Boxing: Hide looks forward to rich future: Bentt advised to retire

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The Independent Online
AS doctors advised Michael Bentt to retire from professional boxing yesterday, Herbie Hide, the man who took his world heavyweight title, was contemplating a lucrative future.

Bentt was beaten up by 22- year-old Hide at Millwall football ground, London, on Saturday night, the fight ending when Bentt was unable to beat the count in the seventh round. It was billed as a match- up between two Britons though the London-born Bentt has lived most of his life in America while Hide, who was brought up in Norwich, was born in Nigeria.

Bentt, 30, was rushed to hospital after collapsing in his dressing-room and was told yesterday that the concussion he suffered was so severe that he should never box again. John Sutcliffe, the consultant neurosurgeon who examined him said that he was 'comfortable and stable' but that he could remember nothing of the fight. Sutcliffe said there was no need for an operation but that Bentt should retire.

'Really it's a reflection of cumulative injury from the past,' Sutcliffe said. 'I think he is now suffering the effects of more than one injury over the past few months or possibly years. I think it would be unwise for him to box any more.

'The worry is that the cumulative effects such as they are at present are likely to be worse. I think if he continues to have similar effects, and indeed they get worse as time passes, then it's likely that he will end up with significant injuries to the brain which will be irreversible.'

Stan Hoffman, Bentt's manager, said he would instruct Bentt to retire. 'He's a warrior. The first thing he's going to say is, 'I feel fine, get me another fight.' But I'm absolutely going to do everything in my power to convince him that he's never going to fight again.'

Hide may only have acquired a tin-pot crown in the WBO heavyweight title but both the fighter and his promoter, Barry Hearn, have struck gold in doing so. Hide's name will now enter the equation whenever million-dollar heavyweight match-ups are talked about by boxing's Las Vegas high-rollers.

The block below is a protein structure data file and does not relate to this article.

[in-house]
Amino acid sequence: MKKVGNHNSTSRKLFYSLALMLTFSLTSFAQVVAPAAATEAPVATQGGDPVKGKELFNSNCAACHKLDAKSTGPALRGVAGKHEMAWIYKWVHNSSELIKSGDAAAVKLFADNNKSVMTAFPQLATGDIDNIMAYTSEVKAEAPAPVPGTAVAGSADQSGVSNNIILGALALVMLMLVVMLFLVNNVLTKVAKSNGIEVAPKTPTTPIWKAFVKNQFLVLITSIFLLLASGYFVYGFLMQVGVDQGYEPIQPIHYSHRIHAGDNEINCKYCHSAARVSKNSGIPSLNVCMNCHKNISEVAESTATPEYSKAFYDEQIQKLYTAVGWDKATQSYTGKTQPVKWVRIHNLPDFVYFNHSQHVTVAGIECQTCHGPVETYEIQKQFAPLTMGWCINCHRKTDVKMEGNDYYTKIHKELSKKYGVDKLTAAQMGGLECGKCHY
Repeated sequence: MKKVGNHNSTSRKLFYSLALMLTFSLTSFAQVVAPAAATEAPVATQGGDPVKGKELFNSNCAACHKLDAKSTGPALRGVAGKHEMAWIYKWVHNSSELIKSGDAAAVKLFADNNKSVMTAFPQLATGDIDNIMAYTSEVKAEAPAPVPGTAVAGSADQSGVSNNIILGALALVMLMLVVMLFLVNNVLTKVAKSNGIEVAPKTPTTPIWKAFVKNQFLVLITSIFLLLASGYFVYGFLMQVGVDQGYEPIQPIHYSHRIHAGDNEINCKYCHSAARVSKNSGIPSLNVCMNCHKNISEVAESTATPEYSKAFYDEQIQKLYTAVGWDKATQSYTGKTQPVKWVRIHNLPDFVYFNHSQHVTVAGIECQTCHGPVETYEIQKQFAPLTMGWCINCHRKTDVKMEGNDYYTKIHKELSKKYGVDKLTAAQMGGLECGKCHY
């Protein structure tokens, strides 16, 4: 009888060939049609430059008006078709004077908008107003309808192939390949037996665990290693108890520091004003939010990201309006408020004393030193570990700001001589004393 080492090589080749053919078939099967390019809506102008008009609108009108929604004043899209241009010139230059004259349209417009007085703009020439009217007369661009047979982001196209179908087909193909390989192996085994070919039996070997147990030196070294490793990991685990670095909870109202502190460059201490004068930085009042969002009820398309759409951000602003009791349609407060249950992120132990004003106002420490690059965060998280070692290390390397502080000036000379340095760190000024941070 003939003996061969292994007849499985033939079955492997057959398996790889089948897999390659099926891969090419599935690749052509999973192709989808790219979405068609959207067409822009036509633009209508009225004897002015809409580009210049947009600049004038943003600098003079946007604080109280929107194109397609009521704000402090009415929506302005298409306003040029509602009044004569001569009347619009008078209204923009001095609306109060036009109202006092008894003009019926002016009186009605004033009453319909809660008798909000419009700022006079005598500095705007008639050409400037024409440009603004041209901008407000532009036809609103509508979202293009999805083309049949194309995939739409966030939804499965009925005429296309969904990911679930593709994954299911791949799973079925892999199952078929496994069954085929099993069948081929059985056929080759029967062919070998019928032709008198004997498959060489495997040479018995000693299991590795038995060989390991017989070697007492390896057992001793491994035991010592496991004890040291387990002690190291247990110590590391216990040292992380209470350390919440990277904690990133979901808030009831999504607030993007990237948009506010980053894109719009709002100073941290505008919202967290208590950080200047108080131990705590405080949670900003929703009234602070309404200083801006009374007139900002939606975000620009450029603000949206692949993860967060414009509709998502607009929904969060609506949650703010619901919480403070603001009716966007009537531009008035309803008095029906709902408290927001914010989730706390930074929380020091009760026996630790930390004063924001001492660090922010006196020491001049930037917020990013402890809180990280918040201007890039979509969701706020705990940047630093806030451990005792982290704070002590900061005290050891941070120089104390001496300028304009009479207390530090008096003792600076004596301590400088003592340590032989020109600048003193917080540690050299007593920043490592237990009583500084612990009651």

One match-up Hide is not seeking is with another British heavyweight, Frank Bruno, who has failed with three attempts to win the world title, the last being against Lennox Lewis last October.

Bruno, who continued his latest comeback with a much- criticised first-round knockout of the American journeyman Jesse Ferguson last week, might see Hide as his easiest route to the world title, but such a match-up seemed to be ruled out by Bob Arum, Hearn's American co-promoter of Saturday's bout.

The Hide-Bentt fight was watched by millions on American television and Arum said: 'Bruno is a lovely guy but in America he is considered a joke.'

Arum, said of Hide: 'This kid can fight. He may be the fastest guy out there. Size-wise he is not in the tradition of the big modern heavyweights but then neither was Evander Holyfield. It is not far-fetched to say that Hide and Holyfield will fight to unify the heavyweight title in Vegas in November. I would not vote for a Bruno fight, if the goal is an eventual unification with Holyfield.'

Hide, who before Saturday was unknown outside boxing circles, and unrated by many within them, would relish that idea. 'I won't be partying,' he said. 'When I start celebrating is when I beat Holyfield and become undisputed champion.'

However, a tell-tale flutter of circumspection in Hearn's otherwise joyous eyes suggested that it will be some time before Hide is risked against the likes of Holyfield, Riddick Bowe or Lennox Lewis, who might themselves relish swatting the relatively diminutive Hide before he has time to grow bigger in either stature and accomplishment.

More likely is that Hearn will apply to Hide's medium-term future the same formula that made his middleweight signing Chris Eubank, a millionaire without taking on the world's best until the pot had become sufficiently tantalising to make the risk worthwhile. Having done the hard work in beating Bentt, some tender items may be on the menu as Hide tucks in to what is euphemistically known as 'the learning process'.

Among the first up could be Tommy 'The Duke' Morrison, whose connections, including Arum, are anxious to propel into one last payday before the china-chinned Kansas cowboy is laid to rest in the graveyard of white hopes.

Fight report, page 30

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